Monday, 9 July 2007

Why Orangeism isn't my culture.

Despite strenuously attempting to avoid remaining in Belfast over the course of this Twelfth week, it looks like circumstance has conspired to ensure otherwise. A certain trepidation therefore, may colour these few thoughts that I share about the imminent parades and bonfires.

I may be a unionist, but to be completely candid, the Orange Order, bands, the twelfth of July – none of these things means anything much to me. The Twelfth represents a day off work, and a rather anticlimactic one at that, given that every amenity in the country closes down for the day. It is also a difficult holiday on which to travel, due to the number of traffic restrictions caused by demonstrations.

I am aware that the character of parades differs immensely around Northern Ireland. My limited experience of the Belfast parade specifically (having happened upon it by accident on a couple of occasions) is that it attracts a great number of drunken youths, leaves a very great quantity of smashed glass and rubbish and that many of the marchers would cause you to cross the street in avoidance were they not walking directly down the middle of it.

The eleventh night bonfires, to the best of my knowledge, comprise rather sectarian open air parties. Whatever fun these deliver is somewhat offset by the paramilitarism, sectarianism, hooliganism, vandalism and environmental damage which can accompany the events to a greater or lesser degree.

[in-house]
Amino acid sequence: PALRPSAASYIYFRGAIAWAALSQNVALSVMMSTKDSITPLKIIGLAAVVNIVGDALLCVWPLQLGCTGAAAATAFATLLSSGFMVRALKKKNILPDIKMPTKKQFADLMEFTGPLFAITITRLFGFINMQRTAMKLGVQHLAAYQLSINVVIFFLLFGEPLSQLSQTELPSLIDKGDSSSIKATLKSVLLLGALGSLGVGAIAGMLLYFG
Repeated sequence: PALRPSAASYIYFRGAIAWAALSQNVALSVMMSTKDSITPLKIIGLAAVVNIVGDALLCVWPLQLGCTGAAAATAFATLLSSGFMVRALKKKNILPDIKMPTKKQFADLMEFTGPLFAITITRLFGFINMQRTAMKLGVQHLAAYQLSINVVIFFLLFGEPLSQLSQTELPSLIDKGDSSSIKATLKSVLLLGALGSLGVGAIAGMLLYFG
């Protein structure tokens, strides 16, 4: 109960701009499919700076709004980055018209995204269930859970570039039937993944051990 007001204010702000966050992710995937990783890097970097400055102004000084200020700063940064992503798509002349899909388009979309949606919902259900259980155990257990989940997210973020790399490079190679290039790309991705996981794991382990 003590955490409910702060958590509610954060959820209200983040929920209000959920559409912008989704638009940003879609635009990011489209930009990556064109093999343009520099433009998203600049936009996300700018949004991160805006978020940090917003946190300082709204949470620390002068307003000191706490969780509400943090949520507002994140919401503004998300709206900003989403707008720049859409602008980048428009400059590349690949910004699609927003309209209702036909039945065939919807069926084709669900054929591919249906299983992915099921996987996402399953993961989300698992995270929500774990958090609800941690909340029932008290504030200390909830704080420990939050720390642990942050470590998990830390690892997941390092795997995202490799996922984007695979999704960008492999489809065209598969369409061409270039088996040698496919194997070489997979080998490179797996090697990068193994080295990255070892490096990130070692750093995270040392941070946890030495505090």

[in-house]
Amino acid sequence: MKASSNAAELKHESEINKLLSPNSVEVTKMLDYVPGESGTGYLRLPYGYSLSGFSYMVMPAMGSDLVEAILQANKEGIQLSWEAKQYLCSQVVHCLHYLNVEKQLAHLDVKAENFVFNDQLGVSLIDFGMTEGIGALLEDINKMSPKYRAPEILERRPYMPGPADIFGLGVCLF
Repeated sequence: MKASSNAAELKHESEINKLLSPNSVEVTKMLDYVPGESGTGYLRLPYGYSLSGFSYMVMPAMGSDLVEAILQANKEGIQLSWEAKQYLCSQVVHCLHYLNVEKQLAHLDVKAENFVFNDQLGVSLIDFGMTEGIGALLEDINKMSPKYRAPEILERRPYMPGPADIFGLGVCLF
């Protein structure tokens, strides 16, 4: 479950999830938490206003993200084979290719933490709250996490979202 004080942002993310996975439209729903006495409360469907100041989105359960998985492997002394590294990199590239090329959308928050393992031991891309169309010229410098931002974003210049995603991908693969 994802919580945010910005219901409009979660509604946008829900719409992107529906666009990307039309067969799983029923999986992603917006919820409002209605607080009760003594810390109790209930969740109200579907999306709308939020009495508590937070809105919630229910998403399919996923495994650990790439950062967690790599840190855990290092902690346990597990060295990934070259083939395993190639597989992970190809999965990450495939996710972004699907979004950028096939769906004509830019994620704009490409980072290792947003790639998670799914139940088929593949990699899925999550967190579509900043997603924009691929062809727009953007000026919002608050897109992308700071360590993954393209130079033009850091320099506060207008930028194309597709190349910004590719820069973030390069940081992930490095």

Now this Orange philistinism isn’t an attack on either the Twelfth demonstrations or the previous night’s reveries. I fully acknowledge the validity of the culture from which they spring and I defend the right of that culture to express itself in these ways, unhindered as much as possible, within the confines of the law and within reasonable boundaries of nuisance and risk.

This post merely contains my own personal relationship, or lack of it, to an event which some would say was an integral part of my culture (given that at least on one side of my family there were many Orange Order members). I don’t regard this as a legacy which I have unfortunately lost. I view my ambivalent reaction to Orangeism as representative of a large and silent section of the unionist and nominally unionist community.

It is not really for me to expedite conclusions from the existence of such attitudes. That is the challenge for Orangeism itself. Perhaps they might conclude that a large section of mainly middle class unionists have collapsed into a cultureless mulch. Perhaps they may conclude that sections of society have simply moved on and can never be recaptured. Perhaps they may conclude that the festivities are severely flawed and must be reformed, repackaged and represented to provide a better advertisement for the organisations behind them, their culture and values.
Regardless I move toward Thursday pleased to be enjoying a day off work, slightly irritated that I may be curtailed from using the day how I would chose and with little intention of paying the parades much attention.

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